How does being an immigrant influence the potential of being sexually abused?
I believe there is no direct correlation between being an immigrant and being sexually abused. Unfortunately, sexual abuse and violence is an epidemic across the globe.
In the United States only, there are 1 in 3 women, 1 in 6 boys sexually abused every hour – this only accounts for those crimes that get reported to authorities.
There is actually no immunity to Sexual Violence/Abuse. Race, Class, Gender, Ethnicity, Sexual Orientation, Religious background, Economic background, nor Age, are relevant to sexual abuse.
However, I strongly believe that my immigrant status and the experiences of my immigrant parents and siblings had a huge impact on my life, and contributed to the exacerbation of my dysfunctional family system, which led to the sexual abuse.
Although by choice, my parents and family were separated when I was at a critical developmental age of 6 years old. My parents were financially affected, as my father struggled to seek employment, lost his government employment status in the Dominican Republic, adjusted to not speaking the language in the U.S.A, and had little or no emotional and financial support.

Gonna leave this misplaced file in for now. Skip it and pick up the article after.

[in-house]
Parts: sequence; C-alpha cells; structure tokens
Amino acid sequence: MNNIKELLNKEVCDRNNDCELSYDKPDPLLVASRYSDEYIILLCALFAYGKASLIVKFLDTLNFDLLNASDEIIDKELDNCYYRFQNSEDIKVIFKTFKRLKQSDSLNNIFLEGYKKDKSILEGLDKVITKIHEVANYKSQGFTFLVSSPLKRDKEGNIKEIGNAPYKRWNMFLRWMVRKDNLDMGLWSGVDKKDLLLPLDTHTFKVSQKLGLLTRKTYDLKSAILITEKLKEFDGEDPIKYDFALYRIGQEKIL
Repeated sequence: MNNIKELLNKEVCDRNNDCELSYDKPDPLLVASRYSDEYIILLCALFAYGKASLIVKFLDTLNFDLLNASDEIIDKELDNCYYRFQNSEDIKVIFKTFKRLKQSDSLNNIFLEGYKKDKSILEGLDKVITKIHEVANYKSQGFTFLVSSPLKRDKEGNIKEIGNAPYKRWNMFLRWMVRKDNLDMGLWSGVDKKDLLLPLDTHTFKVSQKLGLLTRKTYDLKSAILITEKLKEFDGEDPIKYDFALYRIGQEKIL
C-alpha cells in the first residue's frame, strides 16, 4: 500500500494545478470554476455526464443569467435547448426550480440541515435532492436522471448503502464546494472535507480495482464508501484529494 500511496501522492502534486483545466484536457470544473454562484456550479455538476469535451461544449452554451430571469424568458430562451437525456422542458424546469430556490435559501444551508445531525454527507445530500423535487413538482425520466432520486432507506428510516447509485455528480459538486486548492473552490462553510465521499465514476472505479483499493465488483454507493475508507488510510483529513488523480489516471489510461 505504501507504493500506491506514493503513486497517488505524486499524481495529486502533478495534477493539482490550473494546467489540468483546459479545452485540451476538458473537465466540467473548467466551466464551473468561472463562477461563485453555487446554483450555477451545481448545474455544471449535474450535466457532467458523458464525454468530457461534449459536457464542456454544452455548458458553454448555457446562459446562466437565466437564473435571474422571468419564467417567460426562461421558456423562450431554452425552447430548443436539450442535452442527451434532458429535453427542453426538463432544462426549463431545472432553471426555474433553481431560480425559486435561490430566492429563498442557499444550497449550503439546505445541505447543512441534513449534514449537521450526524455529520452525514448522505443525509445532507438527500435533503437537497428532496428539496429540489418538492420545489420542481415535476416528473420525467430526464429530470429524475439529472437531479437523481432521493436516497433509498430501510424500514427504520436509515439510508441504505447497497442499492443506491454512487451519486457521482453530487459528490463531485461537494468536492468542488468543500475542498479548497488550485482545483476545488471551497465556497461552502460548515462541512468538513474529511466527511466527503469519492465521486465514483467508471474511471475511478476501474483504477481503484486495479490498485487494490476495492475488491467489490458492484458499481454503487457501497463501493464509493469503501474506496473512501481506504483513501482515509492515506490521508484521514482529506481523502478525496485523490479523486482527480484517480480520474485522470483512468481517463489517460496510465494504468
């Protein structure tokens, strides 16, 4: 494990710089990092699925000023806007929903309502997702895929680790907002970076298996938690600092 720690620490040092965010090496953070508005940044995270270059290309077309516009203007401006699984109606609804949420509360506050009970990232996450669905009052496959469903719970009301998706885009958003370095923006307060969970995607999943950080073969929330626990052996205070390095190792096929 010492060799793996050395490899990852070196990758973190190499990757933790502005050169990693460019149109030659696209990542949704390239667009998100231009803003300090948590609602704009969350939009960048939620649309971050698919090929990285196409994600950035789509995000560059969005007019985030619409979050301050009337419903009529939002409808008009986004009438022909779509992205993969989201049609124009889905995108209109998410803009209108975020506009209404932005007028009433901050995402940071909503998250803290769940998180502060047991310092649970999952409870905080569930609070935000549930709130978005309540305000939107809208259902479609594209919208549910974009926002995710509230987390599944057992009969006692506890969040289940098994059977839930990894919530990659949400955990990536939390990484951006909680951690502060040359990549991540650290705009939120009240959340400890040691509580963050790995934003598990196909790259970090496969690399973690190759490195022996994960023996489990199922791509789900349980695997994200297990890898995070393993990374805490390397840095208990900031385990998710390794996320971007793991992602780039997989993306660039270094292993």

When we finally reunited in the U.S., we struggled with the adjustment of the multiple moves, the cultural changes, the lack of language access and never feeling like we belonged. My mother, until her death, regretted ever leaving the Dominican Republic. I am glad that I eventually got to return to my birth country; my parents were not financially or emotionally established enough to provide me (us) with the opportunity to reconnect and reacquaint ourselves with our home (country).
How has being an immigrant had an impact on the way you see yourself and your experiences?
I’d love to hear from you. If I can provide support to you please reach out to me.
Be Well, Be Blessed